Archive for July 12th, 2012

Unrelated: Bees and Kickstarter

Two unrelated items.

First, I mentioned in my post about the big storm that both our beehives were knocked over by a falling branch, and have since gotten questions about how the bees are. We reassembled the hives on the spot, but weren’t able to take a full look at the hives until this past weekend. I can report that both queens were spotted (get it, it’s a pun because queen bees are typically marked with a spot of paint) during the inspection, so all the branch did (to the bees at least) was put a massive dent in one of our outer covers and riled up the hives. They’ve been devouring sugar water at a high rate of speed, but that’s a good thing at this stage. Got to get the stores together to overwinter.

For now, we’re filling up the feeder jars as quickly as the bees empty them, both otherwise letting them live their lives. Once we saw both queens, we removed any need to go deeper into the hives for the next few weeks.

Second, anyone who follows Kickstarter is probably aware of the controversial new project wherein Penny Arcade is using the site to raise $250k (though they’re really looking for $1million) in order to remove all advertising from their site. No one has asked, but I still wanted to share my thoughts on the project.

Thought the first. I don’t believe this is within the spirit of Kickstarter. I’m not going to say that Kickstarter should only be for the unknown and unheralded, it shouldn’t. I’ve seen many established products and brands use the site as an end-round of the games making process (such as for Double Fine and Ogre) or drives to fund reprints (such as for Order of the Stick). However, the Penny Arcade project strikes me more as a company seeking business expenses, not creating a product. As quoted from the Kickstarter guidelines:

A project has a clear goal, like making an album, a book, or a work of art. A project will eventually be completed, and something will be produced by it. A project is not open-ended. Starting a business, for example, does not qualify as a project.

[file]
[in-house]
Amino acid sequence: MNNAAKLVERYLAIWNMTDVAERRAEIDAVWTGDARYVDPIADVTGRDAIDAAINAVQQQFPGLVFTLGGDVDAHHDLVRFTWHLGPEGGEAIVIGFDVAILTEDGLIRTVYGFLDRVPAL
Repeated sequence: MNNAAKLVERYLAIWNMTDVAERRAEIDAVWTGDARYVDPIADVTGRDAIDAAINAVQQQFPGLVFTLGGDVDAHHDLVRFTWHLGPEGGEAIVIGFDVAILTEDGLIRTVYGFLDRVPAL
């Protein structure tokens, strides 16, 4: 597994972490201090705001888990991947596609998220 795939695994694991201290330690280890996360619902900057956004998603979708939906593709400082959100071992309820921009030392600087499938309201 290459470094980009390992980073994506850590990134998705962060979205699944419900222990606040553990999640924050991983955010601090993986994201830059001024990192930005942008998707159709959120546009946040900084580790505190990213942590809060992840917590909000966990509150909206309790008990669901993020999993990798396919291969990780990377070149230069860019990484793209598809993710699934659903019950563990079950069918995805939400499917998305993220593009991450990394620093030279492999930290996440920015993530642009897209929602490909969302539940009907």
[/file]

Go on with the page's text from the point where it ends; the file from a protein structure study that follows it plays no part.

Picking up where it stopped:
I can’t help but wonder if the name “Penny Arcade” is what got this project green lit by Kickstarter. Obviously I don’t know Kickstarter’s reasoning, and I won’t pretend that I have an encyclopedic enough knowledge of past Kickstarters to know the precedents. However, in spite of my thoughts on whether it should or shouldn’t be within Kickstarter’s guidelines, I’m not joining the outrage because…

Thought the second. I don’t believe that Kickstarter is a zero-sum game. That is to say, I don’t believe there’s a set amount of money that is going to be donated to projects on a given day, and that the Penny Arcade project is taking money out of the mouths of projects that are less ambiguous about their adherence to policy. The people who are donating the Penny Arcade are donating to Penny Arcade. Hell, it could even be a net positive if people are funding a Kickstarter for the first time, and finding other projects while browsing around the site.

There’s one exception to the zero-sum issue, the staff picks. Currently the Penny Arcade project is taking one of the three Staff Pick spots within the Comics section, an exposure that it clearly doesn’t need. So do I think that it’s strictly within the rules? No. Do I think that makes it inherently a bad thing? No.

But I’m just me.

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